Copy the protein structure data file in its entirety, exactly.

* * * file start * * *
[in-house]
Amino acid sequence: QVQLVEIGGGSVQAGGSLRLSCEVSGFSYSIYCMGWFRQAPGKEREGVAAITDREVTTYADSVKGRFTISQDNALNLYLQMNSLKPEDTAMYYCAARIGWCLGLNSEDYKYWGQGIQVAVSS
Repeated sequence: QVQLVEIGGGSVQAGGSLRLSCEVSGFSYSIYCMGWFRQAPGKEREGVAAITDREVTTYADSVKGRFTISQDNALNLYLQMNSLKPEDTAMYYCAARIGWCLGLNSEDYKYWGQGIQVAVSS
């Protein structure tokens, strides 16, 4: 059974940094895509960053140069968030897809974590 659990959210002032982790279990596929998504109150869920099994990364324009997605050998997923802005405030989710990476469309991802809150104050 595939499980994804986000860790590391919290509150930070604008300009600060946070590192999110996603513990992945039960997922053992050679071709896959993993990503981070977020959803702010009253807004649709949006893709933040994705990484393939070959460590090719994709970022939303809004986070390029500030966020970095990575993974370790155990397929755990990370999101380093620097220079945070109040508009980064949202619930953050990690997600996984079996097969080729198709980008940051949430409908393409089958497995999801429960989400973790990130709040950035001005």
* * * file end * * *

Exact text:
[in-house]
Amino acid sequence: QVQLVEIGGGSVQAGGSLRLSCEVSGFSYSIYCMGWFRQAPGKEREGVAAITDREVTTYADSVKGRFTISQDNALNLYLQMNSLKPEDTAMYYCAARIGWCLGLNSEDYKYWGQGIQVAVSS
Repeated sequence: QVQLVEIGGGSVQAGGSLRLSCEVSGFSYSIYCMGWFRQAPGKEREGVAAITDREVTTYADSVKGRFTISQDNALNLYLQMNSLKPEDTAMYYCAARIGWCLGLNSEDYKYWGQGIQVAVSS
């Protein structure tokens, strides 16, 4: 059974940094895509960053140069968030897809974590 659990959210002032982790279990596929998504109150869920099994990364324009997605050998997923802005405030989710990476469309991802809150104050 595939499980994804986000860790590391919290509150930070604008300009600060946070590192999110996603513990992945039960997922053992050679071709896959993993990503981070977020959803702010009253807004649709949006893709933040994705990484393939070959460590090719994709970022939303809004986070390029500030966020970095990575993974370790155990397929755990990370999101380093620097220079945070109040508009980064949202619930953050990690997600996984079996097969080729198709980008940051949430409908393409089958497995999801429960989400973790990130709040950035001005």